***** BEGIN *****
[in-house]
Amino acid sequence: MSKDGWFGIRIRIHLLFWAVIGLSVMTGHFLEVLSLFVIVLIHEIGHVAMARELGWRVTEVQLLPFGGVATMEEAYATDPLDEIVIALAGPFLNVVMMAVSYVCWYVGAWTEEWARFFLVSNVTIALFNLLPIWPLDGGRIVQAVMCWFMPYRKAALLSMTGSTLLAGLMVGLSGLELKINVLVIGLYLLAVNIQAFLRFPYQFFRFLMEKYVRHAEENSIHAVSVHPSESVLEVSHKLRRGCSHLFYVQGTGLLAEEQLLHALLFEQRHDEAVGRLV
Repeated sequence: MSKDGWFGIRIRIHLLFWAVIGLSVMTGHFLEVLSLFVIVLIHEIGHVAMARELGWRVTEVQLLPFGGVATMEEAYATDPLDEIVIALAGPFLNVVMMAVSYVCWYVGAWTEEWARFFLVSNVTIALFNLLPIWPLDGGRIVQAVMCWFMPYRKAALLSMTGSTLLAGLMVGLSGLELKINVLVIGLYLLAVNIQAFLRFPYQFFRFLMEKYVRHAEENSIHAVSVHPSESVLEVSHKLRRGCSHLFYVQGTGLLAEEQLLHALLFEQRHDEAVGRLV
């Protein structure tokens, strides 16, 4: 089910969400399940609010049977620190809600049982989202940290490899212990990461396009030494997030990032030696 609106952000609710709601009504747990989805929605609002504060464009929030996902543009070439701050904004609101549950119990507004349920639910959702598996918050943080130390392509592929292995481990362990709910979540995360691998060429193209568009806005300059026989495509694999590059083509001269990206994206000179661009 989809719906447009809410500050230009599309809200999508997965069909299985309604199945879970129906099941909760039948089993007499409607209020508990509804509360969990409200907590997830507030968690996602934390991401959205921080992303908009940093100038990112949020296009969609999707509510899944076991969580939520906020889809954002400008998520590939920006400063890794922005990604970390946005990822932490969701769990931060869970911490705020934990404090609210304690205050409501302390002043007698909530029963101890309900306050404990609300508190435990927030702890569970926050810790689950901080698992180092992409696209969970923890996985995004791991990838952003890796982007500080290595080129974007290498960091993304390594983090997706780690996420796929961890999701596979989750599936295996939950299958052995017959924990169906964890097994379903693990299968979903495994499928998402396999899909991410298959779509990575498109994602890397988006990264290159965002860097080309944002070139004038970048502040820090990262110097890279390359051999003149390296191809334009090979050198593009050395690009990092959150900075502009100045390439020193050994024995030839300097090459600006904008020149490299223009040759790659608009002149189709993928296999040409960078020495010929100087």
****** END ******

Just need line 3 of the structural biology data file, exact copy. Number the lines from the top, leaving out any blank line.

Repeated sequence: MSKDGWFGIRIRIHLLFWAVIGLSVMTGHFLEVLSLFVIVLIHEIGHVAMARELGWRVTEVQLLPFGGVATMEEAYATDPLDEIVIALAGPFLNVVMMAVSYVCWYVGAWTEEWARFFLVSNVTIALFNLLPIWPLDGGRIVQAVMCWFMPYRKAALLSMTGSTLLAGLMVGLSGLELKINVLVIGLYLLAVNIQAFLRFPYQFFRFLMEKYVRHAEENSIHAVSVHPSESVLEVSHKLRRGCSHLFYVQGTGLLAEEQLLHALLFEQRHDEAVGRLV